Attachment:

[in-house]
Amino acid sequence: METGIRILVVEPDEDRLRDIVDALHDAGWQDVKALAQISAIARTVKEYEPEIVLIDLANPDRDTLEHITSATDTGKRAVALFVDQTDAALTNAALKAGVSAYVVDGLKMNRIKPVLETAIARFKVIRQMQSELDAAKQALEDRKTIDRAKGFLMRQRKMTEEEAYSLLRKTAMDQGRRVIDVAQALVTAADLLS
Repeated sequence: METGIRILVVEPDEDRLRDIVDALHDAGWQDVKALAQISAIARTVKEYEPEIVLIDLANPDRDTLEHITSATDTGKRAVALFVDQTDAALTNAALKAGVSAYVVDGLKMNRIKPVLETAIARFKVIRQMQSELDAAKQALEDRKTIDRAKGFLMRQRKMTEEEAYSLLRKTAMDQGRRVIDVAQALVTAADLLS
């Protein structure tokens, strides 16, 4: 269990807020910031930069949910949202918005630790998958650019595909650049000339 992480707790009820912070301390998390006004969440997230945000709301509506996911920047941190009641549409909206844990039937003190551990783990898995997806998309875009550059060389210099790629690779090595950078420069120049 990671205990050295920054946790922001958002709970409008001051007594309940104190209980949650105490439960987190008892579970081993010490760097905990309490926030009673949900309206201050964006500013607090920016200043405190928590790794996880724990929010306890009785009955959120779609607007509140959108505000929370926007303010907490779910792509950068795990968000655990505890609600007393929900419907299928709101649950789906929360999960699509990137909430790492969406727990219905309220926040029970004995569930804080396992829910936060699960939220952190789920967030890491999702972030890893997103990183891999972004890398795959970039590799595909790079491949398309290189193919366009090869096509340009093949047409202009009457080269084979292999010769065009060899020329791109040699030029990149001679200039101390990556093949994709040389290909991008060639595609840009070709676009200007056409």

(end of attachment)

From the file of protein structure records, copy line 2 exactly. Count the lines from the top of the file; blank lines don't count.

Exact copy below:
Amino acid sequence: METGIRILVVEPDEDRLRDIVDALHDAGWQDVKALAQISAIARTVKEYEPEIVLIDLANPDRDTLEHITSATDTGKRAVALFVDQTDAALTNAALKAGVSAYVVDGLKMNRIKPVLETAIARFKVIRQMQSELDAAKQALEDRKTIDRAKGFLMRQRKMTEEEAYSLLRKTAMDQGRRVIDVAQALVTAADLLS